The Secrets Of Sourdough

sourdough biscuitsSourdough has been around forever, and I mean that almost literally. The first record of sourdough was way back in 1500 B.C. in Egypt.

Sourdough was a staple going down the trail because of the lack of refrigeration. Usually biscuits, beans and coffee was about all those fellers were going to have back then on a wagon.

Traditionally many sourdough recipes require a lot of maintenance. You have to feed them, recharge them, refrigerate them. Why they’re like a needy horse! And you can’t ever go out of town because you’d have to find a sitter for the starter!

This starter recipe was my grandmother’s that I changed a little to suit my needs. You don’t need to wait weeks to have a biscuit because this starter is ready to use in 12 – 24 hours. You can use it once and throw it out since it’s quick and easy to start up again. You can also substitute this starter for any recipe that calls for milk of buttermilk.

 

 

Sourdough Starter

Ingredients

  • 4 cups warm water
  • 1 pkg. dry yeast
  • 1/3 cup sugar
  • 4 cups flour
  • 1 large russet potato (peeled and quartered)

Directions

1. Add the warm water to a crock jar that is at least 1 gallon. This will prevent the starter from boiling over while it's setting up.
2. Whisk in the yeast and sugar and let set 1 minute.
3. Slowly whisk in the flour. Drop the potato pieces into the crock. Cover with a towel and let set on the counter for 12 - 24 hours, stirring halfway through.
4. Before using the starter, be sure to whisk it briskly. You may need to add a little more warm water or flour to achieve a pancake batter consistency before use.

Tip

The starter will be stoutest with it’s first use. I typically keep this starter for a week at a time, stirring at least once a day. However, you can keep it as long as the potato stays intact. I prefer to use russet because it holds up the best, but you can use any potato you have on hand. Never refrigerate the starter.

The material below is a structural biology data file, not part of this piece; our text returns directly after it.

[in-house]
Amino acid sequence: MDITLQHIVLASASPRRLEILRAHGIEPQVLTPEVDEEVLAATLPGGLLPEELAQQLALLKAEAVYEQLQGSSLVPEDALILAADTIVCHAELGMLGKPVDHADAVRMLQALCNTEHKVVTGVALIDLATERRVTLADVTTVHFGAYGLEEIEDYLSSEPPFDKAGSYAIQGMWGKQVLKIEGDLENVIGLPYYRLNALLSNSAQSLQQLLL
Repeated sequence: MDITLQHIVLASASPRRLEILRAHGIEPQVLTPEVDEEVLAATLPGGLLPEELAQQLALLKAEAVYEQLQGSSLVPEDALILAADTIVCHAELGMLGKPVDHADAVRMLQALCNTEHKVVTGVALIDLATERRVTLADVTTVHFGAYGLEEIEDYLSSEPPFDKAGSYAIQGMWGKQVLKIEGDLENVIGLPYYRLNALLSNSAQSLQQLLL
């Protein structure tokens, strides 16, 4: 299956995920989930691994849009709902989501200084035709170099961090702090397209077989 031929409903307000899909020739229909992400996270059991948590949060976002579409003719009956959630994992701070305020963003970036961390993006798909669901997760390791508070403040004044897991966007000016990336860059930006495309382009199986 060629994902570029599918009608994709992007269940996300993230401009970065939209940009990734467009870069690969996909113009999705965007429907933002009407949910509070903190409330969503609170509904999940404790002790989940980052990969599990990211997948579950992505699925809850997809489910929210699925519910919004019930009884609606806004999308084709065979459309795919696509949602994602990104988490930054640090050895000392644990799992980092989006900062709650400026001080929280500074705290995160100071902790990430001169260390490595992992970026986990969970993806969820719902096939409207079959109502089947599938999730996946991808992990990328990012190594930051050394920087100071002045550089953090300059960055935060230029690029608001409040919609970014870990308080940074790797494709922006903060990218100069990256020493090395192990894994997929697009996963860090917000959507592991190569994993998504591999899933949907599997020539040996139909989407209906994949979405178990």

When 3 cups of starter have been used, whisk the following ingredients back into the crock jar: 1 1/2 cups warm water, 2 tablespoons sugar, 1 1/2 cups flour. The starter is ready to use again, or you can let set for 6 to 12 hours to create a more tart, sourdough taste.

Sourdough Biscuits

Serves 16 - 20 biscuits
Prep time 15 minutes
Cook time 1 hour, 40 minutes
Total time 1 hour, 55 minutes

Ingredients

  • 3 cups sourdough starter
  • 1 pkg. dry yeast
  • 4 -5 tablespoons sugar
  • 2 teaspoons salt
  • 1/3 cup vegetable oil
  • 2 1/2 tablespoons baking powder
  • 2 1/2 - 3 cups flour

Directions

1. Preheat the oven to 350 degrees F. Lightly grease a large baking pan with sidewalls.
2. In a large bowl, dissolve the yeast into the starter. Whisk in the sugar and let set for 1 minute.
3. Whisk in the salt, oil and baking powder. Slowly begin stirring in the flour until it forms a soft dough.
4. Turn the dough out onto a floured surface and roll out to about 1/2 inch thick.
5. Cut the dough out with a biscuit cutter and place on the baking pan, close together so they rise up and not out. Cover with wax paper and let rise in a warm place until nearly doubled in size.